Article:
Tuesday’s ‘jack rabbit’ rise in the Dow Jones Industrial Average of 754 points is a huge boast of investor confidence amid flat showings by the indices over the past month. Investors and traders alike were swayed by a new release of earnings. Both the Nasdaq Composite and the S&P 500 sported significant gains of 353 and 105 points respectively. Investors are buoyed by positive news that suggests the general economic outlook is not nearly as bad as many economists have indicated. Bruce Van Saum, chief executive of Citizen’s Financial Group commented , “when you look at what’s happening in the real economy, through the lens of our customers, I’d say it’s less than 50/50 that we end up with a recession at this point. The yield on the 10-year Treasury note inched up to 3.017% from 2.959% Monday. As previously noted, its yields and prices move inversely. As the dollar marches higher commodities markets have fallen. Nearly all commodities are valued in dollars. As the dollar appreciates in value commodities cost more, slowing demand in almost all countries. The Federal Reserve’s tightening of interest rates has bumped the dollar to its hightest level in many years, and, with more interest rate hikes expected in the next 12 months, the dollar will continue to add value.
Euro versus the Dollar…The U.S. dollar for the first time in 20 years is nearly equal to the euro. ($1.00 = E0.98). As the dollar has soared in recent months, affected by the Ukraine War, surging oil and gasoline, natural gas and a disorientating supply chain and the euro has lost major value against the dollar. As U.S. goods get more expensive, manufacturers profit margins shrink. On the other hand American tourists in Europe (19 Countries live by the euro) are having a field day, as values abound on all products. The U.S. dollar has accelerated this past year, up against the euro over 12%. Presently the euro is hovering at $1.02. Pushing the U.S. dollar, is the Federal Reserve interest increases, as the European Central Bank struggles to per 1000-keep up. Facing much the same economics as the U.S., the European sector has taken a much softer stance on euro control. As world-wide investors seek higher Treasury yields, the buys are U.S. based. The heavy demand for U.S. dollar securities shoves the dollar’s value higher and higher. Rebecca Farooq, of High Frequency Economics notes that, “the U.S. economy is on a firmer footing compared to Europe.”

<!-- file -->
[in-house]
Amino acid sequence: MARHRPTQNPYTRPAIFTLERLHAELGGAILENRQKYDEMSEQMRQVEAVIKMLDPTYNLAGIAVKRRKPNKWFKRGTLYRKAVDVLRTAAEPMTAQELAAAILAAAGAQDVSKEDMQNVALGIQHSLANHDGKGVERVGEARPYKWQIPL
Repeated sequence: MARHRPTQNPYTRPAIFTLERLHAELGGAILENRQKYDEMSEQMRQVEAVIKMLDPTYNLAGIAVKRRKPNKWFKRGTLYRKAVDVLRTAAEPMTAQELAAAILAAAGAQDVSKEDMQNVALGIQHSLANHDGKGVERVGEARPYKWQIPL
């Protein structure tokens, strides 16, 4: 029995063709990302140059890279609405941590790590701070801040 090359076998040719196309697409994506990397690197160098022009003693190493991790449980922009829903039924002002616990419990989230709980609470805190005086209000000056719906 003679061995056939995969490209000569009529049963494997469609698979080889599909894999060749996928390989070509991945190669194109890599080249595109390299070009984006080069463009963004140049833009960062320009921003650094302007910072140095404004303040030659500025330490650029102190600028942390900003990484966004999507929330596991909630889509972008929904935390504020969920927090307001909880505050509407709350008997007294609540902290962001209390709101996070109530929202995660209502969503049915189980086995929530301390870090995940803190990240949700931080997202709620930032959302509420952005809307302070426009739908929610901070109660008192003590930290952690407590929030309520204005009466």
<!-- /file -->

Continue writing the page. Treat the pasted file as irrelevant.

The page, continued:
Laboring Lumber…one commodity that continues to ‘labor,’ with over supply for slow budding home starts at a crawl. And if interest rates stay strong, lumber might be fighting to remain mired in the $400 to $450 per thousand board feet. From highs in 2021 of $1,100 to $1.150 per thousand board feet to lows dipping in the $350-$375 per thousand board feet. In the first half of this year lumber prices have dropped 40%. Housing starts were off 14% in May and all signs indicate significant drops in June and July. “Lumber truly has its Ph.D in trading and is the ultimate canary in the coal mine when it comes to being a leading indicator for all other commodities,” say Greg Kuta, president and CEO of lumber broker Westline Capital Strategies. He predicts for the remainder of the year lumber prices in th $$400 to $450 range on the low end and $600 to $800 at the high end.
RUMBLINGS ON THE STREET
Lara Rhame, chief U.S. economist for FS Investments, WSJ “Inflation makes everything difficult,” said Ms. Rhame. “It erodes your savings, your wages, your profits. It’s punishing everybody.”
Konstaninos Venetis, TS Lombard, Barron’s “The mix of sustained U.S. dollar strength and CNY (China Yuan) weakness reinforces the pincer movement between Fed hawkishness and slowing global growth. That is squeezing asset prices,”
Loretta Mester, Federal Reserve Bank of Cleveland President. On the June Inflation numbers, Barron’s “There was no good news in the report at all.”
Amy Barsanti, of Williams Pitt Sotheby’s International Reality in Darien, Conn. Barron’s “The environment has changed,” said Ms. Barsanti, “Houses are no longer selling with multiple offers the first weekend.”
James Knightley, ING’s chief international economist, WSJ “People are starting to feel inflation in their pockets, their dollars not going as far as they did,” said Mr. Knightley